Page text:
Ah. Things become clearer. When the Harvard Crimson asks Roger Porter about Clinton's account of this conversation, Porter responds that "We never had any conversation as he has described in his book. You don’t remember every conversation in life, but I would certainly remember a conversation like that".
When David Maraniss asked Porter about the same conversation back in the mid-1990s, Porter did remember a conversation--albeit he remembered it very differently. Bob Somerby quotes Maraniss:
Bob Somerby: Daily Howler: Near the end of The Agenda, Bob Woodward’s book on the first two years of Clinton’s first term, Hillary reflects on what she sees as the “politically motivated attacks aimed at undermining” her husband’s presidency. She remembers a telephone call that her husband told her about back in 1991, just when he was “pumping up” to run for president. The call was from someone in the Bush administration who had worked with Clinton on state policy issues, and as Hillary remembers her husband telling her the message, it went like this: “We’ve done a lot of looking at this race and your profile as a candidate is one, and one of a very few, that could cause us trouble. And we just want you to know if you get into this race, we will do everything we can to destroy you politically.”
Who made the call? Hillary declined to say at first, but eventually she and Clinton passed the word through an aide that it was Roger B. Porter, Bush’s domestic policy adviser. Porter, a mild-mannered policy wonk, said he had no such conversation with Clinton and was not aware of anyone else in the [Bush] White House who knew Clinton well enough to say such a thing. In the only conversation he had with Clinton in 1991, Porter said, he told Clinton that he ought to switch to the Republican party if he wanted to become president...
This seems to me to be strong evidence that Clinton has been telling the story of this conversation in essentially the same form ever since the conversation happened in 1991.
My guess at the moment is that Roger Porter did call Clinton in July 1991. In the conversation that Porter had with Clinton, Porter told Clinton, a serious policy-substance guy Porter respected, some of the facts of political life, and urged Clinton to switch to the Republican Party and run not in 1992 but 1996 if he ever wanted to become president--thus giving Clinton good advice and trying to recruit a charismatic centrist to a Republican Party badly in need of charismatic centrists.
By contrast, the conversation that Clinton had with Porter was very different. In the conversation Clinton had with Porter, Porter, a serious policy-substance guy Clinton respected, revealed his true colors as a Lee Atwater hack by making crude threats of personal destruction. As Clinton tells the story:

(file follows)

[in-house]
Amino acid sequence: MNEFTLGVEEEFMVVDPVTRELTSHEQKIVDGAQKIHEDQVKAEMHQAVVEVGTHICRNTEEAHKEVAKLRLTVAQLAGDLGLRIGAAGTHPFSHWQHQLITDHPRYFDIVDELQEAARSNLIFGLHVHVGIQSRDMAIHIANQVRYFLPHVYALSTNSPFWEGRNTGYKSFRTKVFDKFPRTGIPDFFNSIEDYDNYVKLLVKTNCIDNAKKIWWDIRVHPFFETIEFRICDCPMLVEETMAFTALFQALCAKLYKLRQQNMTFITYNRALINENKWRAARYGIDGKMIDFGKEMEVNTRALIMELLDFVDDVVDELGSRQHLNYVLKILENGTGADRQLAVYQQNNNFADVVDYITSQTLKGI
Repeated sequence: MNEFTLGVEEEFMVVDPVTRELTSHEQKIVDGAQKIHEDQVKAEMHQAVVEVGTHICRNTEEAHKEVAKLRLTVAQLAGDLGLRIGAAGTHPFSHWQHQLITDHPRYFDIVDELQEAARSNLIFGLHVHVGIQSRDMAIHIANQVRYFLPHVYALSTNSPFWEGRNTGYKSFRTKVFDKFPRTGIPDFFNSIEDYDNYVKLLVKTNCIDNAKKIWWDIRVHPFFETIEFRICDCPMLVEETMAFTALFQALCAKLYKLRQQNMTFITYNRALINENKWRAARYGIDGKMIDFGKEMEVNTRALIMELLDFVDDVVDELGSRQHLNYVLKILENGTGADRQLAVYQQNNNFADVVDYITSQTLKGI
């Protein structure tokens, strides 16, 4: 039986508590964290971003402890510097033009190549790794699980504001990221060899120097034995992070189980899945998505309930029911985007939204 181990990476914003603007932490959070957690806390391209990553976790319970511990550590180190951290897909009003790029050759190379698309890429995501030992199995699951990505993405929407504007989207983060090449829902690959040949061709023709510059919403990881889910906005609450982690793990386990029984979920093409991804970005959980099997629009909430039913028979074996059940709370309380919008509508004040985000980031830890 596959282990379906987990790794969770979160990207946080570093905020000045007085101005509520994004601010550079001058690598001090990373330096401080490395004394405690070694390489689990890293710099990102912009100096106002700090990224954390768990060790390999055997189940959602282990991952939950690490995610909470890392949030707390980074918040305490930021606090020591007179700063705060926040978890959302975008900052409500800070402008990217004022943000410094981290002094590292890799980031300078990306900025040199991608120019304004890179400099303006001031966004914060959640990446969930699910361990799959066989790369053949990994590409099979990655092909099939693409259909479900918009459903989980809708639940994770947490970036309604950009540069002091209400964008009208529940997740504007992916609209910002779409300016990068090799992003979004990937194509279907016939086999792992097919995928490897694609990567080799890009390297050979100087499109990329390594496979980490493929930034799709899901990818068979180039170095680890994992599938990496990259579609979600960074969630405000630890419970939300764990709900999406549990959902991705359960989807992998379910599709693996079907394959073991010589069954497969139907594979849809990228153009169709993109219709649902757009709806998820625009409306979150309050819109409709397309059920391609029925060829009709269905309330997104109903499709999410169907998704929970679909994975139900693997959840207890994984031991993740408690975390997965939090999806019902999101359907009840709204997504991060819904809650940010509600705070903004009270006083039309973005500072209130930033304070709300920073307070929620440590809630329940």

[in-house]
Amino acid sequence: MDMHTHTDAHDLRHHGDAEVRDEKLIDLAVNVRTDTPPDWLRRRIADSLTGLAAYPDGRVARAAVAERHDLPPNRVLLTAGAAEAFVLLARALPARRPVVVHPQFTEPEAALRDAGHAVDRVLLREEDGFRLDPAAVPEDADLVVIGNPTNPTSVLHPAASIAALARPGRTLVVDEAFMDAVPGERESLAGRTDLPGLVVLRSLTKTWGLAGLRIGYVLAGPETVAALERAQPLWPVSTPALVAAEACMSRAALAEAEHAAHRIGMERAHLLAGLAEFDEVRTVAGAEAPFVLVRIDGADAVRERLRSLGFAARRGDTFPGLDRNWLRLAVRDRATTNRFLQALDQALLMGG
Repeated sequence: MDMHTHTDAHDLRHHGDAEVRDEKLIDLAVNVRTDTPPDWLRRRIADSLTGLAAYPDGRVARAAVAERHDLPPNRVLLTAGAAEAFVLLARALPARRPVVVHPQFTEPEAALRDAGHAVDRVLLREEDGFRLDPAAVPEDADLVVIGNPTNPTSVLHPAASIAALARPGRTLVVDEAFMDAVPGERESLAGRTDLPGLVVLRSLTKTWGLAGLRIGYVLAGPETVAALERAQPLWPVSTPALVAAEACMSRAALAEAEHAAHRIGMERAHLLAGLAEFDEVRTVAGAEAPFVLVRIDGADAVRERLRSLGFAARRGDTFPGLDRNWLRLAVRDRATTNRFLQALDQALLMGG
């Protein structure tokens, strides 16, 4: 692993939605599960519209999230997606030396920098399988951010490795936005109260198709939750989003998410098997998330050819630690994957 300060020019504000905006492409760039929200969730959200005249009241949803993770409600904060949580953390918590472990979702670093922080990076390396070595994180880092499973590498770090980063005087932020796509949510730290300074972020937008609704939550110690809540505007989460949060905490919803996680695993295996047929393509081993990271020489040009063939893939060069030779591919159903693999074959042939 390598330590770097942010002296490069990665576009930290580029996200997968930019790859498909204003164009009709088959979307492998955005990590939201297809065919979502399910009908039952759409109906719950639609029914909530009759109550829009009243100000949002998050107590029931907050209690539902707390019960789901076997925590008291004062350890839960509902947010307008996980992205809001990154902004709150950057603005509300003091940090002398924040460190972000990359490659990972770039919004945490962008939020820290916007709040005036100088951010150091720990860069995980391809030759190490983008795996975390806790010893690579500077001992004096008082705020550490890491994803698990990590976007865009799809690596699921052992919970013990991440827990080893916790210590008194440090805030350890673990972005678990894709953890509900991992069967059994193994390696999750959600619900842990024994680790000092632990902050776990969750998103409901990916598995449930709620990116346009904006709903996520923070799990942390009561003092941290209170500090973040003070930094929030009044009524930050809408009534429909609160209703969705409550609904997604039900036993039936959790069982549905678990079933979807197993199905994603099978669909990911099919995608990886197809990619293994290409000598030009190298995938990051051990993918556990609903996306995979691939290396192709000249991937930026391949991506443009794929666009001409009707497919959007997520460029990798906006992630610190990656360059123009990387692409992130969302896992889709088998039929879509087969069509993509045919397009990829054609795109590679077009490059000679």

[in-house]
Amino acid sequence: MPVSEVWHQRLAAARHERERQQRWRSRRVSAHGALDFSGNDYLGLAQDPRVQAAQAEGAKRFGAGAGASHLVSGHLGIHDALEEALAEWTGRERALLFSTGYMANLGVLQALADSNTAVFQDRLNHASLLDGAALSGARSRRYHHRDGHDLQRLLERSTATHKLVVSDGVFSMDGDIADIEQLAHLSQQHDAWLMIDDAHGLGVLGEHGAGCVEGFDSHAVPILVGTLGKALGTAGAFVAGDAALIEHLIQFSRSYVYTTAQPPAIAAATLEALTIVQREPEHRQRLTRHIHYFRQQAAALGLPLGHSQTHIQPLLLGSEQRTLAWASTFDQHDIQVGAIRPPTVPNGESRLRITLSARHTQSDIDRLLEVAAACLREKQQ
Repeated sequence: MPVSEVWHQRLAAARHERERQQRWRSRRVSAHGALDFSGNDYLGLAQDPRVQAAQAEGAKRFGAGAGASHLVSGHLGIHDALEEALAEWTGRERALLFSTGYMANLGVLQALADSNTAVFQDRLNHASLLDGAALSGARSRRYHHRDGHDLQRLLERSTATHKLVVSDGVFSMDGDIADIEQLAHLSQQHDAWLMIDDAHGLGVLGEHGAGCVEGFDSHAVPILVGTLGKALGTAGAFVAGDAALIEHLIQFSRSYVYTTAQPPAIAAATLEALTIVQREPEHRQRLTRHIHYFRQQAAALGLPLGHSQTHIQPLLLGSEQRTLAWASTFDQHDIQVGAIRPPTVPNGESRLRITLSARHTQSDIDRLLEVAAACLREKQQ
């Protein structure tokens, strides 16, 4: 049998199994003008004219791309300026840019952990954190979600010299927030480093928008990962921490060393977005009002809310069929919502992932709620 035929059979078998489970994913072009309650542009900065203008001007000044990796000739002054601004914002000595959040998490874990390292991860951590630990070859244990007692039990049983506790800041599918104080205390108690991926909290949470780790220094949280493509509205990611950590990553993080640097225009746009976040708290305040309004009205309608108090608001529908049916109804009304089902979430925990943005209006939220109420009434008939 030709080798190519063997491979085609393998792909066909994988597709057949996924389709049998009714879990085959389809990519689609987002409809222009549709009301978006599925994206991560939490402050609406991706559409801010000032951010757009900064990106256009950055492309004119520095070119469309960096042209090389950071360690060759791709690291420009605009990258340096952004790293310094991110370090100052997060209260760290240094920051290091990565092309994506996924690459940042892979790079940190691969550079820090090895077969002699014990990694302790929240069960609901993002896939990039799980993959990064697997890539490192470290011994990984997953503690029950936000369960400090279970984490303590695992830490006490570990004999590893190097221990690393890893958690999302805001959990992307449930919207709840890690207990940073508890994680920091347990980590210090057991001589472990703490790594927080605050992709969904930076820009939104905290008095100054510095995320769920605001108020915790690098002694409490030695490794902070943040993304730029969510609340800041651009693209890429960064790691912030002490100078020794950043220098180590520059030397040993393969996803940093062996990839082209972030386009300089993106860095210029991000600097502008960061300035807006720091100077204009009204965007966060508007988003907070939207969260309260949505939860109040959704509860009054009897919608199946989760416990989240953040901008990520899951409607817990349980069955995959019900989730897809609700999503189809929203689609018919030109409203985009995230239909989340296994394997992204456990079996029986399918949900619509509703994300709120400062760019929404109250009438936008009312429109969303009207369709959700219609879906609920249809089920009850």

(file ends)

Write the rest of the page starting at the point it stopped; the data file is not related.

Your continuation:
One July day [in 1991], Lynda Dixon told me that Roger Porter was on the phone from the White House. As i've said, I had worked with Roger on the education goals project and had a high regard for his ability to be loyal to the President and still work with the governors. Roger asked me if I was going to run for President in 1992. I told him that I hadn't decided, that I was happier being governor than I'd been in years, that my family life was good and I was reluctant to disrupt it, but that I thought the White House was being too passive in dealing with the country's economic and social problems. I said I thought the President should use the enormous political capital he had as a result of the Gulf War to tackle the country's big issues. After five or ten minutes of what I thought was a serious conversation, Roger cut it off and got to the point I'll never forget the first words of the message he had been designated to deliver: "Cut the crap, Governor." He said "they" had reviewed all the potential candidates against the President. Governor Cuomo was the most powerful speaker, but they could paint him as too liberal. All the senators could be defeated by attacks on their voting records. But I was different. With a strong record in economic development, education, and crime, and a strong DLC message, I actually had a chance to win. So if I ran, they would have to destroy me personally. "Here's how Washington works," he said. "The press has to have somebody in every election, and we're going to give them you." He went on to say the press were elitists who would believe any tales they were told about backwater Arkansas. "We'll spend whatever we have to spend to get whoever we have to get to say whatever they have to say to take you it. And we'll do it early."
I tried to stay calm, but I was mad.... I told Roger that what he had said made me more likely to run. Roger said that was a nice sentiment, but he was calling as my friend to give me fair warning. If I waited until 1996, I could win the presidency. If I ran in 1992, they would destroy me, and my political career would be over.
After the conversation ended, I called Hillary and told her about it. Then I told Mack McLarty. I never heard from or saw Roger Porter again until he attended a reception for the White House Fellows...
And, of course, the conversation Porter had with Clinton was the same as the conversation Clinton had with Porter.Posted by DeLong at June 26, 2004 09:00 AM | TrackBack | | Other weblogs commenting on this post